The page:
Finally, I made some basic exposure and contrast adjustments to complete the edit:
Purple Sandpiper – Temperature, saturation, contrast, and highlights edits applied
If I had only made a saturation adjustment, I would have never gotten the wonderful rich blues, as shown in the image above. In real life, these colors only become apparent with a bit of sun, so I mimicked this in Lightroom by warming up the rest of the image and boosting the highlights and contrast.
This technique can be used on images with cloudy skies and, if the adjustments are subtle, on woodland images too.
The brush tool is my most frequently used tool outside of the basic panel, and it can be a somewhat tedious process to select the areas you want to work on. Since birds have intricate shapes, it can sometimes take a long time to select them by hand.
To help with that, I’ve learned two quick ways to increase efficiency and accuracy and to help speed up processing a large batch of images.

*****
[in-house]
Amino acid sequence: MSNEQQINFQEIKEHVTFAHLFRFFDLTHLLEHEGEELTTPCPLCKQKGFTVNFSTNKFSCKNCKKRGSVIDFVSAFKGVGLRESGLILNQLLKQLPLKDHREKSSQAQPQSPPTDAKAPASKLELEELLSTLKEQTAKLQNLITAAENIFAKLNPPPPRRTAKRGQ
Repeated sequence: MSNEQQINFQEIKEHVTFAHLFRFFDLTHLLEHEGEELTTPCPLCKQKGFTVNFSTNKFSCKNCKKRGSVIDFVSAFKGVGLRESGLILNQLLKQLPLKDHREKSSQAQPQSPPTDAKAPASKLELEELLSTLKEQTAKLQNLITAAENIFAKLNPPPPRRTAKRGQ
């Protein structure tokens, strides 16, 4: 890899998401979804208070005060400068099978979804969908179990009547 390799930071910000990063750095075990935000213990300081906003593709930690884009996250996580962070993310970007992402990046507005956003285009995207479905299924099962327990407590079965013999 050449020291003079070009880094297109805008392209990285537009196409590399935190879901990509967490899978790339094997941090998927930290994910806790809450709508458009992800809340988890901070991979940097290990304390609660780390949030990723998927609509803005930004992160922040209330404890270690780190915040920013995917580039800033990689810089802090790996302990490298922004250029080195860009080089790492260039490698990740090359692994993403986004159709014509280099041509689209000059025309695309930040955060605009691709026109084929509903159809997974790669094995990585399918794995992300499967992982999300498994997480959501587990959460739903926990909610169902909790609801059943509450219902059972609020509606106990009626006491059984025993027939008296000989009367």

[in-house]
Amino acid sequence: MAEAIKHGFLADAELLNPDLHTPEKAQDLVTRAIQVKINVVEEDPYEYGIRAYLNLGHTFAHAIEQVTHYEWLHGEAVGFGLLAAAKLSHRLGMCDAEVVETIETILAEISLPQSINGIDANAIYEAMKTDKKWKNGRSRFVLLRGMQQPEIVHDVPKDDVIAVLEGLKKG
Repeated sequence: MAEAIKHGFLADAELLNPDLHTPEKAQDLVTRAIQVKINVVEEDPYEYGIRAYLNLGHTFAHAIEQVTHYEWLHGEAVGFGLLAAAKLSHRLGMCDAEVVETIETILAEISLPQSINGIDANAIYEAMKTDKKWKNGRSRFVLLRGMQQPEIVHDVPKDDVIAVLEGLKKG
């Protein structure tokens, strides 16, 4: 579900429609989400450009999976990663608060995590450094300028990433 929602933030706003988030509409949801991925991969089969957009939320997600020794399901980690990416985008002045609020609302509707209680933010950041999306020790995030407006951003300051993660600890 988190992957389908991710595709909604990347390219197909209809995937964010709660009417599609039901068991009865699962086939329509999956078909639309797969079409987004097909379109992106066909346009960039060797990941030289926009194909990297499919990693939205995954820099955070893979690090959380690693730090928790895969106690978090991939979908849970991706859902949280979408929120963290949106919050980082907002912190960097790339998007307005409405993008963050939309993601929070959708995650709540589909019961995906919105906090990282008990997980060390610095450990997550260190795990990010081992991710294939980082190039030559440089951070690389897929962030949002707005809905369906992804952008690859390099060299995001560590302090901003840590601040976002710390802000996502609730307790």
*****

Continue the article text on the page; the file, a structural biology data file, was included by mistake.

First, I use the new AI tools available in the Masks Panel. This will remove some of the control from your hand, but this tool can help speed up selecting particular areas of your photo.
For birds and other wildlife, I often use the "Subject" mask or the "Object" mask. Both options are available by clicking the Masks icon (the circle with a dotted outline) in the tool panel just above the basic panel.
When using the "Subject" option, Lightroom will guess what the "subject" of the photo is and create a mask of the subject. Depending on the shot, sometimes Lightroom selects the subject perfectly, and sometimes the selection needs a bit of refining.
The "Object" option allows you to brush over any object in your image, and Lightroom will detect the object and the edges. When brushing over the object, you don't need to be exact. The brushing just helps Lightroom to know which "object" to target.